Since both plan and sectional views are required for substation orientation and configuration, Progress Energy designed the SMART system so that the system automatically updates both views once changes are made to the 3-D model. To do this, the system treats the 3-D model as the “parent object,” while a 2-D drawing is a “child object.” In other words, a transformer replaced in the 3-D substation model alone would be reflected in the plan and sectional views automatically, which saves time and ensures accuracy. Figure 3 illustrates the synchronized 2-D plan and sectional sheet views driven by the 3-D model.
Another aspect of substation design, the one-line diagram, is also greatly simplified by using the SMART system. The one-line circuit diagram is a simplified pictorial representation of a three-phase electrical circuit. It shows the components of the circuit as simplified standard symbols depicting devices.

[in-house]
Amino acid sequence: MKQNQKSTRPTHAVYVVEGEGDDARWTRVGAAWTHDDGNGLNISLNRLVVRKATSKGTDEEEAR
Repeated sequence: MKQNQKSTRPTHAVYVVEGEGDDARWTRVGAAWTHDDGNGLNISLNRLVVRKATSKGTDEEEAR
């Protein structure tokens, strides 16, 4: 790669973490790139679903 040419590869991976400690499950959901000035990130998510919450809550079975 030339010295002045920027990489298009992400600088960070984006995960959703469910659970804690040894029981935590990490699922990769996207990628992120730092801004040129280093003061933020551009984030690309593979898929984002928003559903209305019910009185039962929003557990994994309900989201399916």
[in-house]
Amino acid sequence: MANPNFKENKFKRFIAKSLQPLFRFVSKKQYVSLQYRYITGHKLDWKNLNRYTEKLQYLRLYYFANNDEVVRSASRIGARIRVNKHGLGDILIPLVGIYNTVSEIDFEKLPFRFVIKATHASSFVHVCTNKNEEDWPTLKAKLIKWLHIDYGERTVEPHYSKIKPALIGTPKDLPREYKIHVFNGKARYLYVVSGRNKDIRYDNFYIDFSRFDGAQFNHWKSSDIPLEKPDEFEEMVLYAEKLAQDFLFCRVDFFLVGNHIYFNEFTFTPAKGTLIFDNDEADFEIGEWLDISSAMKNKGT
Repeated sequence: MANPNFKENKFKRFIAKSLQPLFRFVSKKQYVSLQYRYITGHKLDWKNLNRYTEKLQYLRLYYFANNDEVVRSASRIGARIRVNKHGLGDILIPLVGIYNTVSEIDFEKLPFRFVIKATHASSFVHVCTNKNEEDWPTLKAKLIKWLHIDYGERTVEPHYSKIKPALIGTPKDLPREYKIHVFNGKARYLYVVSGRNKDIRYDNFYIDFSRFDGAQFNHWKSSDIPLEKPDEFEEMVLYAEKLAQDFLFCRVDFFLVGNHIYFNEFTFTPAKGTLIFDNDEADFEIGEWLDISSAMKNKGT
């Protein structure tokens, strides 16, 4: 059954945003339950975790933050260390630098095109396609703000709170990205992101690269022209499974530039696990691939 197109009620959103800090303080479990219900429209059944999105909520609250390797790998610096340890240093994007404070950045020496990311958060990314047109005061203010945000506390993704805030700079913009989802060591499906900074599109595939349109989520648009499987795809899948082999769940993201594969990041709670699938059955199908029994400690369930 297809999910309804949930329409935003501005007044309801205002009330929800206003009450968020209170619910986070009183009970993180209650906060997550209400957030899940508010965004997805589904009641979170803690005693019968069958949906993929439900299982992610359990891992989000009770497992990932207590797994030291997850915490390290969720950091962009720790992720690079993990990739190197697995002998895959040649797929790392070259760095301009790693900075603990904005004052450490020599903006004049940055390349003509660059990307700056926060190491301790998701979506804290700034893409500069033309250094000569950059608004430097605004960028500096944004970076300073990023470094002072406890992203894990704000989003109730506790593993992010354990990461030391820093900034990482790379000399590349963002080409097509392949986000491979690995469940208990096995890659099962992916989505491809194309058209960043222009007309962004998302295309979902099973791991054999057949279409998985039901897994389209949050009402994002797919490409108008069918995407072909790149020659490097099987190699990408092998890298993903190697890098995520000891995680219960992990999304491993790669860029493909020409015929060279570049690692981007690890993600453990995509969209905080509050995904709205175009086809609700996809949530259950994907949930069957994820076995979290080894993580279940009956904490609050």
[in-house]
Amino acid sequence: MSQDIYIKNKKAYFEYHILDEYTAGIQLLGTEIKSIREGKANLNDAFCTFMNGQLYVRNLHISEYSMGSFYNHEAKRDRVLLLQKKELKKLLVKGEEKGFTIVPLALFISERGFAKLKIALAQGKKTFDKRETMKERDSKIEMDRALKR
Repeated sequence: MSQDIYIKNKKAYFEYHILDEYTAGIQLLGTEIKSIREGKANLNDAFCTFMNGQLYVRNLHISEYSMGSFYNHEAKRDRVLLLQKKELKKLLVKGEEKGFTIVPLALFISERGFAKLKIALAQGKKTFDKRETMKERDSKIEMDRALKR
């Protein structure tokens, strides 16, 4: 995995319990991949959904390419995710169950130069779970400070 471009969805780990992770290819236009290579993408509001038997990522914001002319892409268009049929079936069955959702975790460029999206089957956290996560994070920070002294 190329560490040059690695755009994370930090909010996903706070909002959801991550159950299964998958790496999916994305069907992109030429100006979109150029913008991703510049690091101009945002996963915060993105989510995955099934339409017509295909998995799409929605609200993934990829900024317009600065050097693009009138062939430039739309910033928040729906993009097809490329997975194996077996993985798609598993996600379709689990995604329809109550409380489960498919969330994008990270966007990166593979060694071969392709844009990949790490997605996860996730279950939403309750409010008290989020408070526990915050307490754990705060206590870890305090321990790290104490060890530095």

Initially, for new substations and existing facility expansions, engineers use a one-line diagram to produce a quick project estimate for budgeting. In the SMART system, 2-D symbols are linked to the BOM database and then used to produce six standard one-line diagram templates. The user chooses the appropriate template to design a project-specific configuration. The system then will produce the corresponding project-estimate report almost instantly. This process eliminates the use of two distinct tools and options in the BOM report, providing process simplification. Figure 4 shows how a circuit switcher symbol would generate a BOM report with associated costs.